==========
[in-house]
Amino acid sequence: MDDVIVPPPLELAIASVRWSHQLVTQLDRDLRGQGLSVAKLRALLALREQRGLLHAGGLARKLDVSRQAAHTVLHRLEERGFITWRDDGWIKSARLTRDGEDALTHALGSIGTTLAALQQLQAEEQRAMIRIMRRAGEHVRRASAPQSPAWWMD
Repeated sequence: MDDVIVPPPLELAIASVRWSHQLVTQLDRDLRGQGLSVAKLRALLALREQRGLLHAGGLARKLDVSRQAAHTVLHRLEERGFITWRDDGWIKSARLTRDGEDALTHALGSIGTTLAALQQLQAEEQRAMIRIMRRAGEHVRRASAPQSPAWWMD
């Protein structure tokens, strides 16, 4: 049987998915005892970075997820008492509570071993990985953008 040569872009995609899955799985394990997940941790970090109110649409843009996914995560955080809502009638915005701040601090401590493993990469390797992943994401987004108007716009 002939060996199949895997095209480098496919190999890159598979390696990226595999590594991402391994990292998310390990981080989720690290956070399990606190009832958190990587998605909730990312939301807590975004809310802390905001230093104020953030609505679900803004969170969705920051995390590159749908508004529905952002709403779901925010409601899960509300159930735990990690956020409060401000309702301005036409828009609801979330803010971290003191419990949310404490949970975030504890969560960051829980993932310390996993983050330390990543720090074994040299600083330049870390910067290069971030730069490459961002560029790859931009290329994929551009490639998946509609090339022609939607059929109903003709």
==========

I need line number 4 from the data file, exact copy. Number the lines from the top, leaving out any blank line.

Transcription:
């Protein structure tokens, strides 16, 4: 049987998915005892970075997820008492509570071993990985953008 040569872009995609899955799985394990997940941790970090109110649409843009996914995560955080809502009638915005701040601090401590493993990469390797992943994401987004108007716009 002939060996199949895997095209480098496919190999890159598979390696990226595999590594991402391994990292998310390990981080989720690290956070399990606190009832958190990587998605909730990312939301807590975004809310802390905001230093104020953030609505679900803004969170969705920051995390590159749908508004529905952002709403779901925010409601899960509300159930735990990690956020409060401000309702301005036409828009609801979330803010971290003191419990949310404490949970975030504890969560960051829980993932310390996993983050330390990543720090074994040299600083330049870390910067290069971030730069490459961002560029790859931009290329994929551009490639998946509609090339022609939607059929109903003709």